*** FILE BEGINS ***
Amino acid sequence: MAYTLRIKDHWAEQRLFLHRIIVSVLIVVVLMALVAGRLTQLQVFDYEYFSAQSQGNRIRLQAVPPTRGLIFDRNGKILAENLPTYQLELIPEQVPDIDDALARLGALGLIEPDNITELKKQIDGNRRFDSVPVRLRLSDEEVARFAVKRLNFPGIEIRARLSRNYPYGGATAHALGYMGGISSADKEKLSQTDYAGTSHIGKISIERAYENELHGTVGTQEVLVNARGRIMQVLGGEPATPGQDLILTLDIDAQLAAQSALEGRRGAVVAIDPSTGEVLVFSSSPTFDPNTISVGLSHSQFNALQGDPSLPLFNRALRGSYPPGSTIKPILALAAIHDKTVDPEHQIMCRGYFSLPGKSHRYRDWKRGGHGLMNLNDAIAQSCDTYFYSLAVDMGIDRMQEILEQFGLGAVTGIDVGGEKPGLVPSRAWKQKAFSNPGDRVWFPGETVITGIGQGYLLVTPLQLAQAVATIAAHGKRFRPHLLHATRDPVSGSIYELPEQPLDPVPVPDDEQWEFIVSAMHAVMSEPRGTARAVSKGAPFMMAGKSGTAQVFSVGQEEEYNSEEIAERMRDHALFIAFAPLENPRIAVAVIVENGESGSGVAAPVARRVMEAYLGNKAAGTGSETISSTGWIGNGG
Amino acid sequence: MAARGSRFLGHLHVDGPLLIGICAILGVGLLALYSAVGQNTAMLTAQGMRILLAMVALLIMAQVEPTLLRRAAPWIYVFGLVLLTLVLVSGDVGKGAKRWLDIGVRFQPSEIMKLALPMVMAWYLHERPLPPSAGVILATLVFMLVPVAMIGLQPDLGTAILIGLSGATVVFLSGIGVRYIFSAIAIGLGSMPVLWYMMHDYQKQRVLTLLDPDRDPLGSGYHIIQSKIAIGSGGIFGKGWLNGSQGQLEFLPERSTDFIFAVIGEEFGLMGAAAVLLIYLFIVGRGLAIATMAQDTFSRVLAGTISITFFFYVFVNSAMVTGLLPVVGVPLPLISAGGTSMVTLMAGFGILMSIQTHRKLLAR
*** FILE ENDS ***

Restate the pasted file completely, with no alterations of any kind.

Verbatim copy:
Amino acid sequence: MAYTLRIKDHWAEQRLFLHRIIVSVLIVVVLMALVAGRLTQLQVFDYEYFSAQSQGNRIRLQAVPPTRGLIFDRNGKILAENLPTYQLELIPEQVPDIDDALARLGALGLIEPDNITELKKQIDGNRRFDSVPVRLRLSDEEVARFAVKRLNFPGIEIRARLSRNYPYGGATAHALGYMGGISSADKEKLSQTDYAGTSHIGKISIERAYENELHGTVGTQEVLVNARGRIMQVLGGEPATPGQDLILTLDIDAQLAAQSALEGRRGAVVAIDPSTGEVLVFSSSPTFDPNTISVGLSHSQFNALQGDPSLPLFNRALRGSYPPGSTIKPILALAAIHDKTVDPEHQIMCRGYFSLPGKSHRYRDWKRGGHGLMNLNDAIAQSCDTYFYSLAVDMGIDRMQEILEQFGLGAVTGIDVGGEKPGLVPSRAWKQKAFSNPGDRVWFPGETVITGIGQGYLLVTPLQLAQAVATIAAHGKRFRPHLLHATRDPVSGSIYELPEQPLDPVPVPDDEQWEFIVSAMHAVMSEPRGTARAVSKGAPFMMAGKSGTAQVFSVGQEEEYNSEEIAERMRDHALFIAFAPLENPRIAVAVIVENGESGSGVAAPVARRVMEAYLGNKAAGTGSETISSTGWIGNGG
Amino acid sequence: MAARGSRFLGHLHVDGPLLIGICAILGVGLLALYSAVGQNTAMLTAQGMRILLAMVALLIMAQVEPTLLRRAAPWIYVFGLVLLTLVLVSGDVGKGAKRWLDIGVRFQPSEIMKLALPMVMAWYLHERPLPPSAGVILATLVFMLVPVAMIGLQPDLGTAILIGLSGATVVFLSGIGVRYIFSAIAIGLGSMPVLWYMMHDYQKQRVLTLLDPDRDPLGSGYHIIQSKIAIGSGGIFGKGWLNGSQGQLEFLPERSTDFIFAVIGEEFGLMGAAAVLLIYLFIVGRGLAIATMAQDTFSRVLAGTISITFFFYVFVNSAMVTGLLPVVGVPLPLISAGGTSMVTLMAGFGILMSIQTHRKLLAR